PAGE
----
S.). According tostatistics of the Human Rights Commission of Pakistan, about 450,000Pakistanis migrate each year, 300,000 of them illegally (HRCP).Nearly 2.5 million Pakistanis travelled abroad over the past threeyears for employment in countries like Malaysia, Qatar , Saudi Arabiaand UAEamong which 95% aremales. A Pakistani migrant worker may go abroad via differentagencies or institutions or independently. Almost all the migrantsliving abroad were deceived by the recruitment agencies in either onethe terms: salary, working hour, type of job, rest day or facilities.

People fall in the hands of exploitation when they arrive on the hostcountry and have no knowledgeof the system, theyhave their passports taken and are bound to the Kafala System. Theworkcontract, visa andpassport arrive hours before the flight, and they have no say onchanging thecontract. Theiraccommodation is filthy, harassing with un-sanitized bathrooms andkitchens. When they complained about the situation, they were told tobe quiet or there would be consequences.

Themigrant workers gounpaid for several months at once, and their hopes of paying theirdebt tothe recruitmentagencies keeps them bounded. (Qatar: Abuse of World Cup WorkersExposed,March 2016). Workerstend to commit suicide, and their body being received back home onlyafter two or threemonths.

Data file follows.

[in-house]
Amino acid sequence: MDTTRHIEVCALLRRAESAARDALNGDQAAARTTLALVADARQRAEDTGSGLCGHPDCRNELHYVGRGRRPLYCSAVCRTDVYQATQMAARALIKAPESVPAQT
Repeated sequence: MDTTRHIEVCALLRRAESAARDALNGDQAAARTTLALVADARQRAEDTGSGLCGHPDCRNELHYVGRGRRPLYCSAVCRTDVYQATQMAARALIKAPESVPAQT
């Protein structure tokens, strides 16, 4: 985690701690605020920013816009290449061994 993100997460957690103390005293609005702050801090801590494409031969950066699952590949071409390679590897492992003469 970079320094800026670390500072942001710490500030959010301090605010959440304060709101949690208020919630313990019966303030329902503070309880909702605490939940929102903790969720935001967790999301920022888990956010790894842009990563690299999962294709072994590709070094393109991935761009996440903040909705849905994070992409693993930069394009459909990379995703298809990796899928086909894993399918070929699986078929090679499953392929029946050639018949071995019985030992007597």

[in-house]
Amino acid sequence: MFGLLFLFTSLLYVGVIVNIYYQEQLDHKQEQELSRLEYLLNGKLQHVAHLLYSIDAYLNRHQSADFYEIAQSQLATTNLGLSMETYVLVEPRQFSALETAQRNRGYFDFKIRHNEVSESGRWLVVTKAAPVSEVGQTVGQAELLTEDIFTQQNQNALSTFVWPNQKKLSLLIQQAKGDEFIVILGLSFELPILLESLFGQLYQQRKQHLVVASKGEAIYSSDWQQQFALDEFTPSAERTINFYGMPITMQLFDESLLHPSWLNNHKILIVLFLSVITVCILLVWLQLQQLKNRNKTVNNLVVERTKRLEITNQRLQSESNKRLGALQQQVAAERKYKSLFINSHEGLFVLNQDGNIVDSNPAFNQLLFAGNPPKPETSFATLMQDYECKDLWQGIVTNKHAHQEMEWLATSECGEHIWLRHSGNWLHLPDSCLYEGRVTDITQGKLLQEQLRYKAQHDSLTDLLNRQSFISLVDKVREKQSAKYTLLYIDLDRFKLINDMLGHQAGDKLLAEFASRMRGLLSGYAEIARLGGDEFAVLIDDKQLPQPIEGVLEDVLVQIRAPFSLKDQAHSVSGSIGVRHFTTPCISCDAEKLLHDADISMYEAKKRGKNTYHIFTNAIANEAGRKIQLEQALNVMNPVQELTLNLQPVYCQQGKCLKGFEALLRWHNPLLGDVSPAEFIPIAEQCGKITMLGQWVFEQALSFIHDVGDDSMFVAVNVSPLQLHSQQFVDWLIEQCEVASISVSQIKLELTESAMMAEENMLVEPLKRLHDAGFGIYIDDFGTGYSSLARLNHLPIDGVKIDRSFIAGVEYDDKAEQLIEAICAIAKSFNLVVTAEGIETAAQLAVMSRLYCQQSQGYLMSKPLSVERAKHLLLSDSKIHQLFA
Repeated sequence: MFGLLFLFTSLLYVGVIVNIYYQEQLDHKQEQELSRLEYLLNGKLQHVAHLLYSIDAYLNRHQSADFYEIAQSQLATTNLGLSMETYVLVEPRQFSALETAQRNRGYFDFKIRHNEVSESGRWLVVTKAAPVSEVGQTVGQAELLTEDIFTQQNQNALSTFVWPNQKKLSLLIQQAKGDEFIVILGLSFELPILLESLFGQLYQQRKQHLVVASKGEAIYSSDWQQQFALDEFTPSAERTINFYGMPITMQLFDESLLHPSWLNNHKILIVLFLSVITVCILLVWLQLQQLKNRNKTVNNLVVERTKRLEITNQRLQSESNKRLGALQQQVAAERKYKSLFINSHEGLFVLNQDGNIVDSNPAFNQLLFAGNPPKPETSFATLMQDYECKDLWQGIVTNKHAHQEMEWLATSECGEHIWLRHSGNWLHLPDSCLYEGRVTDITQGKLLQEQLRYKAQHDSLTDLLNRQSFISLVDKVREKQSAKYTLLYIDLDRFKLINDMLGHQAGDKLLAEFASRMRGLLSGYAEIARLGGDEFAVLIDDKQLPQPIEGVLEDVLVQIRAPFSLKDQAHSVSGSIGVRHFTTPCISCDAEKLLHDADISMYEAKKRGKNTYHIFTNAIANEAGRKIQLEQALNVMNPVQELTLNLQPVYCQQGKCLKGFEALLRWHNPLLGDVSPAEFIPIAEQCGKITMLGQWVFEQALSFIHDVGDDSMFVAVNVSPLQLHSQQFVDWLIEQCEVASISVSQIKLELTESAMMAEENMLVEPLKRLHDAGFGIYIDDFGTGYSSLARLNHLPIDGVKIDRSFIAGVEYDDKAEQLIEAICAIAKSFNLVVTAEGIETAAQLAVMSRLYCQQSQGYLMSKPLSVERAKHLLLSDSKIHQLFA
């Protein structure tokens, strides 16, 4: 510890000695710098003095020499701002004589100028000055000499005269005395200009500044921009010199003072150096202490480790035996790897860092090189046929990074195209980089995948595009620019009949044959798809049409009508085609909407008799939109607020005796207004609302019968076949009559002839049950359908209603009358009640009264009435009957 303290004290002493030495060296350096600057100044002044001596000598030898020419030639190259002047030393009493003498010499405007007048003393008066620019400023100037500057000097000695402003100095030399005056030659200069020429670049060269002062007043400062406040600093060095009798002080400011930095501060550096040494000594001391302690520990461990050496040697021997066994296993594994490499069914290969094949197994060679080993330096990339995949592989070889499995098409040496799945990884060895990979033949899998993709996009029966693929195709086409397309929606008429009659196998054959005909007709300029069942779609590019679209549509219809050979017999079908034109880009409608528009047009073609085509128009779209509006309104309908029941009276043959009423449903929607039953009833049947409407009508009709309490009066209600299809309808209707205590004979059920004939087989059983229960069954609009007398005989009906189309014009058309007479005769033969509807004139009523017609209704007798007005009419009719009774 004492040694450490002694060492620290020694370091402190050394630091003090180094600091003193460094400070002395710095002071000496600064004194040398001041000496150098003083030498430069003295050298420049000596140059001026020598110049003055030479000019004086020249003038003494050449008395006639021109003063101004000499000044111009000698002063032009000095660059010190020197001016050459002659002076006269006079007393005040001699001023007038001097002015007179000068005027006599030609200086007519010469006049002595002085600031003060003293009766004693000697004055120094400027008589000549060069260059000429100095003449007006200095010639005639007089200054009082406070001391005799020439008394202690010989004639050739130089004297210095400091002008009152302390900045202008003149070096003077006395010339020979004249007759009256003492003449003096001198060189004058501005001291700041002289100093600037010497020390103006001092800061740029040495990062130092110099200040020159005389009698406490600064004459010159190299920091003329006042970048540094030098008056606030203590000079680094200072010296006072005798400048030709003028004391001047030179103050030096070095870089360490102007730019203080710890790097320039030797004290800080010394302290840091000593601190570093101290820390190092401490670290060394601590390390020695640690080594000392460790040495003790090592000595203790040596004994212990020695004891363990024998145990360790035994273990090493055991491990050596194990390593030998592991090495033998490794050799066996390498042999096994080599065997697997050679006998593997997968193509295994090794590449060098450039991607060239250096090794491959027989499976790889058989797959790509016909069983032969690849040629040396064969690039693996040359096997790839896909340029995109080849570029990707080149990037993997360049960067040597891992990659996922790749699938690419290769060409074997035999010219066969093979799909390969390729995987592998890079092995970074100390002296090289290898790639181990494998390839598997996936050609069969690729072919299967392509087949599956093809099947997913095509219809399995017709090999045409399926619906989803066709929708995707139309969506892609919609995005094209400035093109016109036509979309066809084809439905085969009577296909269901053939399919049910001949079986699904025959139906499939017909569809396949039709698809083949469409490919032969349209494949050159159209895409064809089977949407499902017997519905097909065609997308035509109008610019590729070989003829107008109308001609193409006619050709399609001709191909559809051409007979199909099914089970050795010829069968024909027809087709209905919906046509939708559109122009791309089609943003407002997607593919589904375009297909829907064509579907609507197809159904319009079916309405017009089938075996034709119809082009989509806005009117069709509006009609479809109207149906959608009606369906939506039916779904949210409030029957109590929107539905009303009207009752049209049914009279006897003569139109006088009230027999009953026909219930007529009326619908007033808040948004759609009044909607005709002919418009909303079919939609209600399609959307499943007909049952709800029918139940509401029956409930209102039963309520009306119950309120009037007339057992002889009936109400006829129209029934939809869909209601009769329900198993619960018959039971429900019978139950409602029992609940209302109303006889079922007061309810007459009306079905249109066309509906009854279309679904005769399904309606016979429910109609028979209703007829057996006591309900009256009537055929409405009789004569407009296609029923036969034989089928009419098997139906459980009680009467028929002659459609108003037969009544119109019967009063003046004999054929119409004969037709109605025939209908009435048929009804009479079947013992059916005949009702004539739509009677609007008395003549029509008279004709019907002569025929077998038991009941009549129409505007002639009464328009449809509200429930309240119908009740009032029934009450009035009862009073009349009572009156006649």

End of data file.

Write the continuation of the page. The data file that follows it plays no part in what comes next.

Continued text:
Rehabilitation homesare being built up, new partnerships are being signed, new protocolsandplans are beingimplemented, but trafficking is still a much serious issue to thanits presentstate. In my view,the legislature is still failing to properly prosecute traffickersand addressvictims. Majorgovernment corruption and loop-holes in legislature counts for theseflaws.Punishment shouldnot be given to survivors, instead they must have a free will to takelegalaction against theirtraffickers. Strong law enforcements at prone areas should be there.More rescue teams should be set up near the border areas and alongwith the partnership of trainedpolice and NGOmembers, suspects should be thoroughly checked and questioned.Dignifiedrehabilitationcentres should be set up. The government should hold strict rules foremployingwomen inrestaurants, bars and the employers should be able to facilitate theemployees better.

Orphanage homesshould be under strict rules and their programs and child countsshould bewell monitored. Theinvolvement of children in factories, brick kilns, transportationsector,small hotels shouldbe monitored. Micro finance loans and study loans should be madeavailable to peoplefrom trafficking prone regions, and special awareness should beconductedin these regions.

Separate policies for different areas of trafficking, Strictsurveillance tomonitor fakedocuments, and transparency while applying to a job abroad should beprovided.Results should becollected from victim centered investigations and co-operation withotheragencies woulddecrease the load and increase efficiency with better plans. Longtermstrategies toeradicate human trafficking rather than re-victimizing the survivorsshould beformulated in thehost country as well as the country of origin.